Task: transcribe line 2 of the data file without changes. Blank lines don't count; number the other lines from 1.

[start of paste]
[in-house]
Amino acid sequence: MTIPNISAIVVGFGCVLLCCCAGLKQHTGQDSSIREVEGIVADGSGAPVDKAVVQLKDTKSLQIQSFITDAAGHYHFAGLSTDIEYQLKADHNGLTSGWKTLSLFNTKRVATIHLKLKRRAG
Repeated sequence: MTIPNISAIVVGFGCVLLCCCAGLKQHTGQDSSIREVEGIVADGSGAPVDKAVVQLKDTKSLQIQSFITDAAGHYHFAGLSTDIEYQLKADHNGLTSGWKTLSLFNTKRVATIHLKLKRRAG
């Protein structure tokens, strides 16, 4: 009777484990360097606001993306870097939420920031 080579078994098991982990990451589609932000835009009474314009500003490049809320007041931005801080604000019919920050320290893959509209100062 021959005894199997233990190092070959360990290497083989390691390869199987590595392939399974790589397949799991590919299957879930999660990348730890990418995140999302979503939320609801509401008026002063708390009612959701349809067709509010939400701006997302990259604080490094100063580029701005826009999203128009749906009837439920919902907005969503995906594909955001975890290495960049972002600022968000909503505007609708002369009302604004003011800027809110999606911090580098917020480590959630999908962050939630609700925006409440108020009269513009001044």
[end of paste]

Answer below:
Amino acid sequence: MTIPNISAIVVGFGCVLLCCCAGLKQHTGQDSSIREVEGIVADGSGAPVDKAVVQLKDTKSLQIQSFITDAAGHYHFAGLSTDIEYQLKADHNGLTSGWKTLSLFNTKRVATIHLKLKRRAG